Spring is such a beautiful season. Color returns to the landscape, and birdsong fills the air. Even a late dose of winter sometimes just adds to the enchantment. In April 2021, at the peak of redbud flowering, a nighttime storm dropped several inches of snow on the south side of Dayton. The resulting landscape created scenes that looked like set-ups for a Valentine’s Day card! But beyond that initial impression, the images brought many questions to mind, including:
What kind of birds are these?
The Northern Cardinal, genus and species Cardinalis cardinalis, is the state bird of Ohio. The male cardinal, with its bright red feathers, black mask, and prominent crest, is one of the most recognizable local birds. Females sport just splashes of red, but their crest and orange beak are still easy to spot. Cardinals used to be considered as large finches, related to sparrows, finches, and other birds with sturdy beaks suited for cracking seeds. However, DNA evidence has revealed that cardinals are most closely related to a group that includes some of those seed-eaters (like our local indigo bunting and rose-breasted grosbeak) but also a bunch of tanagers (like the local scarlet tanager). Together, that group of birds is classified as the family Cardinalidae; sparrows and finches are in separate families.
Why are the two birds different colors?
Northern cardinals are sexually dimorphic, meaning that males and females have different appearances. This is true for many birds (e.g., mallard ducks and red-winged blackbirds) but not for others (e.g., robins and blue jays). For males, the bright coloration serves as a signal. Male cardinals often display from prominent perches, advertising their presence both to other males, who might be competitors, and to females, who might be mates. The brightness of the red coloration may even inform about the health of the bird. Females, on the other hand, are responsible for building the nest and incubating the eggs. At those times especially, but probably all year round, the duller coloration provides camouflage and safety among the vegetation. (Both male and female cardinals sing, so females do sometimes make themselves conspicuous.)
How does the male (but not the female) become red?
The cardinal’s red coloration comes from chemicals called carotenoids, similar to what gives carrots and tomatoes their bright colors. Cardinals need to acquire those pigment chemicals from their diet. Some foods, like dogwood fruits (a cardinal favorite), provide red-colored carotenoids directly. However, carotenoids in other foods, like sunflower seeds, are yellow or otherwise less colorful. Cardinals possess the mechanism (enzymes) to chemically transform dietary carotenoids into a red product.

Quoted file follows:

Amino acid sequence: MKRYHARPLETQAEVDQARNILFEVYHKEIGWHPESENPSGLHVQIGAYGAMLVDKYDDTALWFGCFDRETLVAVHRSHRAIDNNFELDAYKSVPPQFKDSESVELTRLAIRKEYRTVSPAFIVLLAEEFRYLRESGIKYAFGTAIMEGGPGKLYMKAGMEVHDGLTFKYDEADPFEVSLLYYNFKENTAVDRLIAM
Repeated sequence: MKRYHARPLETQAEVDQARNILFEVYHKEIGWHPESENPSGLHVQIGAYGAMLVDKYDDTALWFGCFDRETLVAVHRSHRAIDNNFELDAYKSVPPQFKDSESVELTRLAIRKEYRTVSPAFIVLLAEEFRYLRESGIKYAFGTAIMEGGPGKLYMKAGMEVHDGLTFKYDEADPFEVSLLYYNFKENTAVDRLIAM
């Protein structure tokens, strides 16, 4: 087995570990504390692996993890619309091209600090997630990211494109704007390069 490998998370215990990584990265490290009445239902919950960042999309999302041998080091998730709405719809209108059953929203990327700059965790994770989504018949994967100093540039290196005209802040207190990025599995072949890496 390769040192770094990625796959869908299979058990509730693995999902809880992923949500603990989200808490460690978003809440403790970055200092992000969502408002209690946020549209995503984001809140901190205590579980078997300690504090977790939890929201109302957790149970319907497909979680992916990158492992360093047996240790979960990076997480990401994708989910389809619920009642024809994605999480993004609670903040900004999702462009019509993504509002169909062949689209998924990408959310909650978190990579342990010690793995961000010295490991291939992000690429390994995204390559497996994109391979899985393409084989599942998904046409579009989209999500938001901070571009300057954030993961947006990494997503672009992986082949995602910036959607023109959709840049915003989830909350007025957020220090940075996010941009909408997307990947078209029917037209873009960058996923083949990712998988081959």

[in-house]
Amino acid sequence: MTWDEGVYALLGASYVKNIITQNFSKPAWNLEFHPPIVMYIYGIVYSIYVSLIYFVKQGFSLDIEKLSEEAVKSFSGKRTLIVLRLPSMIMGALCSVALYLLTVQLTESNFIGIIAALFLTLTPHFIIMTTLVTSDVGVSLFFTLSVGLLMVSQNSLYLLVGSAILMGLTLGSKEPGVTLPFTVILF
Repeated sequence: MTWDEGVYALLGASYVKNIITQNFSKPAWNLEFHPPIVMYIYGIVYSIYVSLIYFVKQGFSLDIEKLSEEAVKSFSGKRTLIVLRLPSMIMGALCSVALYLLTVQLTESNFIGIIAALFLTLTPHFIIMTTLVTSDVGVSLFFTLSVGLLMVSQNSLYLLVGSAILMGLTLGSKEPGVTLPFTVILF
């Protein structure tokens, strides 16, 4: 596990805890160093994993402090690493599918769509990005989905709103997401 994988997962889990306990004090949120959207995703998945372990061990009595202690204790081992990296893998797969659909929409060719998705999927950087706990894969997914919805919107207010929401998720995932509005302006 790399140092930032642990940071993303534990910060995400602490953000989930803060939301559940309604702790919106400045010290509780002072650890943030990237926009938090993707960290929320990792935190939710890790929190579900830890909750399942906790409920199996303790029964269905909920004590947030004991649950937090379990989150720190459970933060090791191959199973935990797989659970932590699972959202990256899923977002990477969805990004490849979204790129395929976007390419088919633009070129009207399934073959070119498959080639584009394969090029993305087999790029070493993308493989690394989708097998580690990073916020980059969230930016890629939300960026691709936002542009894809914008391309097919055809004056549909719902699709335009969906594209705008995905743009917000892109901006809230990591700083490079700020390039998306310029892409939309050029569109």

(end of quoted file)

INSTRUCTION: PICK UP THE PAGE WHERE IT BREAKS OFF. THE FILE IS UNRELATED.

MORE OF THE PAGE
Feathers can gain red pigment only when they are growing. Mature, fully formed feathers are non-living and cannot be brightened. In cardinals, feather growth occurs in late summer or early fall, during the annual molt that follows the breeding season. Thus, carotenoids acquired or produced at other times of year must be stored until it is time to grow new feathers. Both males and females molt, but only males produce the brilliant red plumage. Presumably, the acquisition, production, and/or storage of red pigment, or its distribution to developing feathers, differs between males and females.
How do cardinals stay warm in the snow?
An adult cardinal weighs about 45 grams—equivalent to about 3 tablespoons of water. Most of the bird is fluff! How does a small bird like that stay warm on a cold, snowy day? Two key features contribute. First, cardinals, like other warm-blooded (“endothermic”) animals, including ourselves, produce a lot of body heat from their own metabolism. As they sense cooler outside temperatures, their rate of metabolism—burning body fuels, like fats and sugars—increases so that they generate more heat. (Of course, that also means that they need to eat more food.) Second, bird feathers provide excellent insulation; think about the warmth provided by a down coat. Cardinals can further minimize heat loss by fluffing up their feathers and by roosting in dense vegetation when they are inactive.
What is this pair of birds doing?
The male cardinal in the picture is feeding seeds to the female. That behavior, called “allofeeding”, continues while the female constructs the nest and incubates the eggs, and during those times it may provide valuable nutrition for the busy female. But more generally, allofeeding is part of the complex set of behaviors (visual displays, songs, etc.) that helps to establish and maintain the bond between male and female. Cardinals may live for 5 to 10 years in the wild, and the same male/female pair may remain bonded over several years. Allofeeding supports the stability of that bond.
Cardinals add a splash of beauty and color to any landscape. But look beyond the initial visual impression, and they also stimulate interesting questions about the intricate mechanisms of nature. As the great physicist Richard Feynmann said about his thoughts on viewing a flower, adding a scientific perspective to one’s aesthetic appreciation, “only adds to the excitement, the mystery and the awe.”
Article and photo contributed by Dr. David L. Goldstein, Emeritus Professor, Department of Biological Sciences, Wright State University.